Thanks for your thoughtful comments—this is a conversation that should be spread—because all points of view are valid…I don’t look at it through rose colored glasses as so many of my special interest colleagues see the profession.
Comment by Barry — July 22, 2014 @ 12:22 PM
I have experience, in many aspects of dentistry, and other areas. But I am also a realist. I do have a little pain and regret, but I am free now from dentistry’s grasp.
There is a huge change going on and it will never be like it was in the 1980s and before, when all you had to do is hang up your shingle and work for a few years and you could be fairly assured of having a better than average income, with minimal headaches. It just is not like that anymore. I am keeping it real. The big picture is just not like the dental journals still portray it to be. From Public health dentistry to solo ownership, it is a whole different ball game than it was 2 or 3 decades ago or more. let’s not even discuss the new age of corporate dental holding companies where people who are not dentists and have no interest in dentistry get free, ready made workers who went and got their own dental licenses and who are being used to make the corporation a TON of money. if the dentist does not like it or gets out of line in any way, they are replaced! There is no professionalism there, there is no respect for the dentists. It’s all about making money off of dentists now in those places.
Lots of dentists who have been in their practices all that time just do not know what it is like in the outside world. Although, their exit strategies have often been blown to bits, their plans to retire are useless, dentists have to work harder than ever before, and stay at it longer than ever before. Insurance companies have a huge influence on what is going on too, and people just can not make up for the reduced revenues by increasing volume. Patients are more knowlegeable, and have less and less discretionary income, they opt for the lesser of procedures, when they do obtain tx. Let’s just face it, there are much better was to make a living, and I believe that is what Barry is trying to determine with his quest here under the guise of writing a new book. To advise a young person to sacrifice an additional four years after obtaining the requirements to be accepted to dental school is just not right. There are much, much better ways to earn a living, and to be respected while doing so. Sorry to tell you guys who are old-timers and who have their private practices, dentistry just is not a good way to go as it may have been when you started. Just keeping it real here .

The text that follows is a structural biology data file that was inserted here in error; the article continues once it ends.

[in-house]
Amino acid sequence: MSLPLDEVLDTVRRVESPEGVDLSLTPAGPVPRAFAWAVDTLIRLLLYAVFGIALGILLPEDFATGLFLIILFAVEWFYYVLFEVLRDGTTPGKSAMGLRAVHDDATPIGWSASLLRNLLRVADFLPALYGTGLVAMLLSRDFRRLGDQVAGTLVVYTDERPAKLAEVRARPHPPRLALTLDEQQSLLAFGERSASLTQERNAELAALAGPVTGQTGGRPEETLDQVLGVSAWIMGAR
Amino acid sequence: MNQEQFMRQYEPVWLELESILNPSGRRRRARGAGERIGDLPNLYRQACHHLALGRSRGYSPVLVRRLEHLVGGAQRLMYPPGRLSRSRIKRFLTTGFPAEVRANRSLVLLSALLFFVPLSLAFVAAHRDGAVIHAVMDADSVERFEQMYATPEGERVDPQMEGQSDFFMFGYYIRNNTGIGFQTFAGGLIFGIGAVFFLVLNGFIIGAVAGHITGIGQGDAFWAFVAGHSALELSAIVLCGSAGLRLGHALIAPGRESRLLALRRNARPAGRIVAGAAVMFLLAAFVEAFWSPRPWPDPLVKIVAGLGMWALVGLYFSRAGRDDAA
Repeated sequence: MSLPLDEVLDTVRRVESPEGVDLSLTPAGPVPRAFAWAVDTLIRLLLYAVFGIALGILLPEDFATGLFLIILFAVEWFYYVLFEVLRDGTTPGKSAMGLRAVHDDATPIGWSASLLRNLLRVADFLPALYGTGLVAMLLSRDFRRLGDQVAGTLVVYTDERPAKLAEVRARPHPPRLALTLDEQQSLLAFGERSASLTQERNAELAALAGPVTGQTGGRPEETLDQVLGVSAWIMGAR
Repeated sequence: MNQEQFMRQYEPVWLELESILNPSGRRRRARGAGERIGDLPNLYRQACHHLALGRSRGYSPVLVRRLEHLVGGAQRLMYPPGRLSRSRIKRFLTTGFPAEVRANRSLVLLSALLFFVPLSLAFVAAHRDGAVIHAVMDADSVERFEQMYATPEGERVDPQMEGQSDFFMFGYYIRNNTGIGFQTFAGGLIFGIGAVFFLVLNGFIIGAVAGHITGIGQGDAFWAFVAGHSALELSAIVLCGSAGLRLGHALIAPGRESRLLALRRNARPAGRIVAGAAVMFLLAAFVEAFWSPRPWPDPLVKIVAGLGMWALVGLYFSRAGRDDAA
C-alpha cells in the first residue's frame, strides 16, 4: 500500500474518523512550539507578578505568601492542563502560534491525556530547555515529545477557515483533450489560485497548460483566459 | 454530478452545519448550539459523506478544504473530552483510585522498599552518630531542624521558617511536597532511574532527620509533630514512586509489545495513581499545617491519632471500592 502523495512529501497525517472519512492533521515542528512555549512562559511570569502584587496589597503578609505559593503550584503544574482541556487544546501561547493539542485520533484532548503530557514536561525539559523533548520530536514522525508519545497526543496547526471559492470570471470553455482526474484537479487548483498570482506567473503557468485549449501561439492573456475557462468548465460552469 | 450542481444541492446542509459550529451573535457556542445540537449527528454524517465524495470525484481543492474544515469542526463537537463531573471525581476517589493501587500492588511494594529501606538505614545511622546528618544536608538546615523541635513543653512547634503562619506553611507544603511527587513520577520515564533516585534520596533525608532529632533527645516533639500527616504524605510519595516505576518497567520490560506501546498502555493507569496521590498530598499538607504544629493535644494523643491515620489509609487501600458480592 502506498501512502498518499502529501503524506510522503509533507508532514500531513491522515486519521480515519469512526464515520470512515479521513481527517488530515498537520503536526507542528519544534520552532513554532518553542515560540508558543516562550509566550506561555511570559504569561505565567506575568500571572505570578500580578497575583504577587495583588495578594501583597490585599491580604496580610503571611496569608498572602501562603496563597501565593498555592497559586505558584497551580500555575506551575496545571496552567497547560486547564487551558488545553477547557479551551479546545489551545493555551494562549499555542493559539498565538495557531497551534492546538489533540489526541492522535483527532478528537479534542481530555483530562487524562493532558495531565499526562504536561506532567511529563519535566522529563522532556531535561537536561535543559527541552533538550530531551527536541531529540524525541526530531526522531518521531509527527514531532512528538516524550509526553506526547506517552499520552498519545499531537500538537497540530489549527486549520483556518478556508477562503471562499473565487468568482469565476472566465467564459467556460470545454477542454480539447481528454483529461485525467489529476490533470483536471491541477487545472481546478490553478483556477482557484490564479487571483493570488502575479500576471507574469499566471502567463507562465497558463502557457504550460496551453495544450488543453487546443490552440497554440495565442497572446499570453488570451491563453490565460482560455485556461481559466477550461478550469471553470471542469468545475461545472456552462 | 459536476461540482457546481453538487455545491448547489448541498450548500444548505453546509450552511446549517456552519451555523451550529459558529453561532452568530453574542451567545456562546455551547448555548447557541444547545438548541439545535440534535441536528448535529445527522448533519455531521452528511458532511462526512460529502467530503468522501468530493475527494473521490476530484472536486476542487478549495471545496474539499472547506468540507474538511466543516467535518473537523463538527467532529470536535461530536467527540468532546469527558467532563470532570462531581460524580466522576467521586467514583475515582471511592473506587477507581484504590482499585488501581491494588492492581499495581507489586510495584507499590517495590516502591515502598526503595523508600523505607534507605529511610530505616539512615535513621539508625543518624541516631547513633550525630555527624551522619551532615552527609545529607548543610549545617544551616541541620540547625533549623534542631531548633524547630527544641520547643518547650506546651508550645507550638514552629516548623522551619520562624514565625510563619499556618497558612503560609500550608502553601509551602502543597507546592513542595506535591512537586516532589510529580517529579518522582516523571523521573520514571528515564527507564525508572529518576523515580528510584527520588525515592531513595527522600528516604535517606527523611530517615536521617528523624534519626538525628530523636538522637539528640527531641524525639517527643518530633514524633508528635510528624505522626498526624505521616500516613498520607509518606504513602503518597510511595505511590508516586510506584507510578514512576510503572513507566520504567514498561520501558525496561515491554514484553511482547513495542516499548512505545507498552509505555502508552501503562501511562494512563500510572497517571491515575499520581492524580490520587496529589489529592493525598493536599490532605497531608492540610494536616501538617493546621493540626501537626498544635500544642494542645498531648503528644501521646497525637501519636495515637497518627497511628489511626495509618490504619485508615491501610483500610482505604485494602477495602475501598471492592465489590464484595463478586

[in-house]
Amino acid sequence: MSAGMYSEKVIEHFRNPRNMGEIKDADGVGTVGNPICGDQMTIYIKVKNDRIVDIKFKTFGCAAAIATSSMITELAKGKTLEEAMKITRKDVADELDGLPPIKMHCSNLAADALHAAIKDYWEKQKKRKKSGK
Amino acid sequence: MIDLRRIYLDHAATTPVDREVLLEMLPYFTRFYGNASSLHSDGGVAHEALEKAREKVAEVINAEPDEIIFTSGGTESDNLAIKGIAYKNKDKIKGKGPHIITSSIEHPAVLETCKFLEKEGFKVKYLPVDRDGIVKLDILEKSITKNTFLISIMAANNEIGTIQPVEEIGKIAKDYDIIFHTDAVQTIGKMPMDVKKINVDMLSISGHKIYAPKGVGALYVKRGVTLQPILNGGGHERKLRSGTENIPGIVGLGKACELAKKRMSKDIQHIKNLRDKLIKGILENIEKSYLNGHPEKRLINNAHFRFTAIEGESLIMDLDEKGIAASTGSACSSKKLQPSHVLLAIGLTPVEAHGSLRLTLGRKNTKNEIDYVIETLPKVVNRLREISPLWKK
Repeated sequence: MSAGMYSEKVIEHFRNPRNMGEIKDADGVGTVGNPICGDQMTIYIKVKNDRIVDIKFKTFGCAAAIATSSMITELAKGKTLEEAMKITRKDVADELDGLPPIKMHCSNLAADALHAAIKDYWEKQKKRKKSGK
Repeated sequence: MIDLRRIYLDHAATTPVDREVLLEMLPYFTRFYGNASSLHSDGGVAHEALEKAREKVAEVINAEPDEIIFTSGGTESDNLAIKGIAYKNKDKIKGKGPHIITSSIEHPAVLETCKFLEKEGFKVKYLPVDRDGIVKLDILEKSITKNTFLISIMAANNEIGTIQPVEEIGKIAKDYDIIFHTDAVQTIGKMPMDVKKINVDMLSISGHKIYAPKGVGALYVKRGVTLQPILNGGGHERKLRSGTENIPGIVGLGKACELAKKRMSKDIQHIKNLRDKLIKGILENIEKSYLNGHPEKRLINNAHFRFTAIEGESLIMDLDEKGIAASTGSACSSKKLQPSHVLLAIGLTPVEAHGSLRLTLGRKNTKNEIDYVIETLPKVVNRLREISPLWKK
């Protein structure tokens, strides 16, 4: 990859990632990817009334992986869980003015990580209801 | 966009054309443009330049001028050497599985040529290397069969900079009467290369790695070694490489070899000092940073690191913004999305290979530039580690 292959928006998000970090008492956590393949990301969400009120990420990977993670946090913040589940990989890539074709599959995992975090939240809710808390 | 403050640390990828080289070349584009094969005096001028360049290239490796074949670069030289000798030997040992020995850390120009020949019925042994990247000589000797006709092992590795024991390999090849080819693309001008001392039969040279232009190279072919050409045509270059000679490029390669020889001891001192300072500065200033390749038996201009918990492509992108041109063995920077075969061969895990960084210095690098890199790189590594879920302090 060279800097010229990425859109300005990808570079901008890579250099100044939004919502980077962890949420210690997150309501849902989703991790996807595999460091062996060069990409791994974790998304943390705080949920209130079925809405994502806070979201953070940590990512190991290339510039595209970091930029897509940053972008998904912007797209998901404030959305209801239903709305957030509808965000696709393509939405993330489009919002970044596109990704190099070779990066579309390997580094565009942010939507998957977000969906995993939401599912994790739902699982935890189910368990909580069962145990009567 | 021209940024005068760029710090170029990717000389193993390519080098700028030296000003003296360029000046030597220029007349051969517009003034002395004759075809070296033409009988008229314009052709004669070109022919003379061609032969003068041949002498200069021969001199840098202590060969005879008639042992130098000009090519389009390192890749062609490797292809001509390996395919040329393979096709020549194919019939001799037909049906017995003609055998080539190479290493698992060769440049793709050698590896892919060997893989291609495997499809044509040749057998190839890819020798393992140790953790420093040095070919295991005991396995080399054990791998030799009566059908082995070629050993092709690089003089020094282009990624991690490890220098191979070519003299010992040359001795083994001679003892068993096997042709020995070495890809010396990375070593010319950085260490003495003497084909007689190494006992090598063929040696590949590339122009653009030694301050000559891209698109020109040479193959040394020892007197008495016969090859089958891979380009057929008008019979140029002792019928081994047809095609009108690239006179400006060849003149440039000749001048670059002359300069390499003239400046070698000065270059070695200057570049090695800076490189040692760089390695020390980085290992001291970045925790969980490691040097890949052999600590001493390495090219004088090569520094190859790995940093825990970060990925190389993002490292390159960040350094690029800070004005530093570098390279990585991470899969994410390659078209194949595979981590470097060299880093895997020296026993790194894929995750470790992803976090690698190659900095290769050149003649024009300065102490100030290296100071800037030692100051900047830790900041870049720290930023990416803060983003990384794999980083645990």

Comment by Roger — July 22, 2014 @ 4:16 PM
One piece of advise to a young dental school graduate: #1 Build strong relationships with your patients. #2 Find out what your patients REALLY want! #3 Help them to get it!
Comment by David Schwanekamp DDS — July 22, 2014 @ 4:19 PM
@Alan Stern: Have you seen the types of new grad dentists that are coming out these days? Have you ever worked with them> Very few, if an have a real passion for dentistry. Sad to say, very few have the skills , very few really understand the fundamentals of dentistry, and they therefore never get any better at it as time goes on. It’s shameful really, dental schools just pump out students every year. It’s just a business. The grads who do make it through are under tremendous pressure to produce for the corporations, and to try to pay off that huge debt. yes, very few new grad have passion for dentistry, very few really learned and understand the fundamentals of dentistry. Far too many are in it for the ego of being called doctor, and still hold to the notion they will get respect for being a doctor. And far too many have the dollar on their minds first and foremost. Go check it out for yourself. I’ve already seen it way too many times.
Comment by Roger — July 22, 2014 @ 4:24 PM
@ David Schwanekamo. Great advice “One piece of advise to a young dental school graduate: #1 Build strong relationships with your patients. #2 Find out what your patients REALLY want! #3 Help them to get it!.
These three things can work magic in a dental career…the problem, as I see it, is that most dentists give lip service to #2 and 3. To be honest finding out what the patient REALLY wants and then developing a plan to bring that value, is very difficult…and probably makes #1 a whole lot easier. Because I coach dentists in these softer skills…I would tell Ben to really learn them and stay away from the dentists who say they do them but never took the time to develop the real skills.
Comment by Barry — July 22, 2014 @ 6:50 PM
@Roger #dentistrysgrasp…Roger, I will stay with keepi’ it real and not disagree with anything you said. I can find truth in just about everything. BUT (you saw that coming)…to quote a famous management guy…”how you see the problem is the problem.”
What I see is exactly what Michael Gerber laid out in his classic book The E Myth. And he was speaking about all small business not just dentistry…but let’s remain myopic…and only consider our little industry. He said most small businessmen are either technicians or managers having an entrepreneurial seizure. That’s what I see. The vast majority of dentists take a myopic point of view about how dentistry should (love that word) be practiced. Most see it from the technicians point of view…others see it from the practice management point of view. When I meet a dentist…they want to tell me about a new technique or a new piece of technology…or they describe a system or script they use in practice…then they defend their view to the death. Remember the Wars of Centric Relation vs Neuromuscular? Or insurance free vs accepting.